The 2015 Equal Justice Award: A Profile of the Alcohol and Other Drug Treatment Courts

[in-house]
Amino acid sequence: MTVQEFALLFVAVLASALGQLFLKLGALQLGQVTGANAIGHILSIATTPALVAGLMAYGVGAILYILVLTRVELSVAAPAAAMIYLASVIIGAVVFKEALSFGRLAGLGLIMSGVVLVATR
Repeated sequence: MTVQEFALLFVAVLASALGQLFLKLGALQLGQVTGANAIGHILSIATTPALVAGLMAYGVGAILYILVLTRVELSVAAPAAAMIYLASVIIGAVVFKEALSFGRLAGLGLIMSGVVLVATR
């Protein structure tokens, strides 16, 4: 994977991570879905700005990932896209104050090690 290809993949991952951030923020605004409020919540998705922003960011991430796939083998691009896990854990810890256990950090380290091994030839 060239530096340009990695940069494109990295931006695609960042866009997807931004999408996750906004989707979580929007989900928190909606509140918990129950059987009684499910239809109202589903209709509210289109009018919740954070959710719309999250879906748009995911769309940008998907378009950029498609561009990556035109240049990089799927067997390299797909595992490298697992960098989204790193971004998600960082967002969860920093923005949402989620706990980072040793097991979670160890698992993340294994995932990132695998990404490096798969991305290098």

Every year, the Equal Justice Project recognises the work of legal practitioners helping to improve access to justice in Auckland communities. This year, we will be presenting the award to Judge Lisa Tremewan and Judge Ema Aitken, to celebrate their work in establishing the Alcohol and Other Drug Treatment Courts in New Zealand. Why do people commit crimes?It’s an impossibly difficult question to answer, but we have to try. Difficulties arise of course, because it’s hard to know which of the many characteristics shared by those who commit crime are truly causal factors. At the same time, many of the trends which link persistent offenders can be measured and studied, and we can try our hardest to try and separate causation and correlation.One thing has become overwhelmingly apparent when studying such factors. Alcohol or other drug use is associated with a vast majority of offending. According to a Law Commission report, 80 per cent of all offending in New Zealand is committed by someone with drug or alcohol abuse issues,[1] while a Department of Corrections report found that two out of every three sentenced prisoners say that they have an alcohol or drug dependence.[2]A scientific and data-driven approach to formulating policy would indicate that treating substance abuse may lead to a significant decrease in the rate of offending, if drugs and alcohol are truly a causal factor in committing crimes. This is what has happened in courts across many jurisdictions – including in the United States, where the establishment of Drug Treatment Courts has been proven to be a major success in reducing rates of recidivism.[3]In New Zealand, Judges Lisa Tremewan and Ema Aitken have established the first Alcohol and Other Drug Treatment Court (AODTC). So far, we are still in the trial stages of the programme, as the initial pilot program was established in 2010. With the initial term of five years drawing to a close, we are well placed to begin evaluating the efficacy and impact of the programme to date.How the Courts workAccording to the Ministry of Justice, the pilot programme aims to reduce reoffending, reduce alcohol and other drug use and dependency, reduce the use of imprisonment by the criminal justice system, and positively impact on the defendant’s health and well-being.[4] Not only would society benefit from the reduction in criminal offending, but if the programme is successful it would dramatically reduce the costs associated with imprisonment. In San Francisco, a similar program saves $1.46 for every $1 spent on the programme.[5]Under the programme, offenders who have been convicted of a crime are selected for the AODTC and have their case put on hold prior to sentencing so that they can enter into an intensive treatment programme. If they successfully address their addiction and relevant related issues, and demonstrate a commitment to being proactive in their recovery going forward, these factors are favourably taken into account at sentencing. To be eligible, offenders must have pleaded guilty, and face at least three years in prison. Of course, they must also show a willingness to change their ways.[6]The programme requires participants to undergo treatment as directed, and submit to drug testing at least twice a week. Additionally, they must participate in community work for the duration of the program. For many of the participants, their community work has led to full time work following the completion of the programme.[7]The programme incorporates a varied range of experts and stakeholders into the process, with police prosecutors, defence lawyers, social workers and drug treatment workers all having input into the process.[8]“A hallmark of the pilot is that it jointly brings together health and justice considerations – appropriate given that the participants are offenders whose offending has been driven by an alcohol or other drug dependency,” says Judge Tremewan. “This initiative is breaking new ground given the way in which the Ministry of Health, and the Ministry of Justice have come together in the pilot. Rather than a 'silo' approach, this collaborative approach has many benefits. Instead of a problem being seen as 'someone else's' and defendants recycling repeatedly through the system, the problems are jointly shared, with obviously better outcomes.”[9]This is a crucial point – instead of lawyers and judges having to adopt a role as ‘pseudo-clinicians’ and making determinations that they are not equipped to make, experts in each field collaborate and build on each other’s expertise to arrive at the best outcomes for both the offender and society.Under the pilot programme, each Court can only take up to 50 participants at a time (there are currently two in operation, in the Auckland and Waitakere District Courts). Each potential candidate is scrutinised against a set of criteria and voted on by a team of police, lawyers, counsellors and court staff before being accepted by the judge. Factors taken into account include public safety, history of violence, whether the offender is Maori, and if they have dependents.[10] As Maori are overrepresented in both offending and substance abuse statistics, the Court takes the view that alternative approaches to alcohol or other drug related crimes are needed to help reverse those trends.[11]At the same time, as Judge Tremewan astutely notes, addiction cuts across socio-economic and racial divides, and many in the community know someone who has suffered from the ravages of addiction.[12] As a result, there appears to be broad-based support from the community for the programme, and it has yet to be subject to being kicked around as a political football by penal populists. Indeed, Judge Tremewan told us that in her experience many of the victims themselves have been remarkably supportive of the approach taken by the AODTC.“Our experience to date is that victims contacted by the Police have generally been supportive of participants dealing with their issues and express hope that there won’t be further offending committed by them again.” Says Judge Tremewan.[13]Results thus farWhen judged against the Ministry of Justice’s stated aims, the pilot programme has been a resounding success.  Not only have graduates of the programme been recorded as having significantly lower rates of reoffending, but even participants who do not complete the programme experience lower rates of recidivism.[14]We asked Judge Tremewan why this could be, and whether New Zealand had a large enough sample size to draw meaningful conclusions from that.“The overseas research has demonstrated that even those who do not graduate from the court still typically do better than had they never been referred,” said Judge Tremewan. “Judge Peggy Hora (one of the pioneering Drug Court judges and an international authority on the topic) explained on a recent mentoring visit here: there is now research which indicates that any contact with a Drug Court is favourable. For many people who feel trapped in a hopeless cycle, it might be the first time they have even considered that their lives could be different.”[15]Although there is no official plan for expansion of the AODTC while the court is still in the pilot phase, Judge Tremewan appears to be optimistic about an expansion of the programme in other locations and in greater numbers to provide for wider access to the programme. The pilot programme is likely to reach many of the stated aims and benchmarks provided by the Ministry of Justice. In an interview with TVNZ, then-Minister for Justice Judith Collins set a target of 25 per cent reduction in the rate of reoffending,[16] although a full and proper investigation into the empirical data and research based evaluation of the programme will take place before any further decisions are made.In an interview with the Auckland District Law Society in November of last year, Judge Aitken relayed the statistic that “in the 12 months before the participants came into the AODTC, they had been known to commit more than 900 offences between them; however in the 12 months after they entered the Court these participants had collectively committed only nine offences.”[17]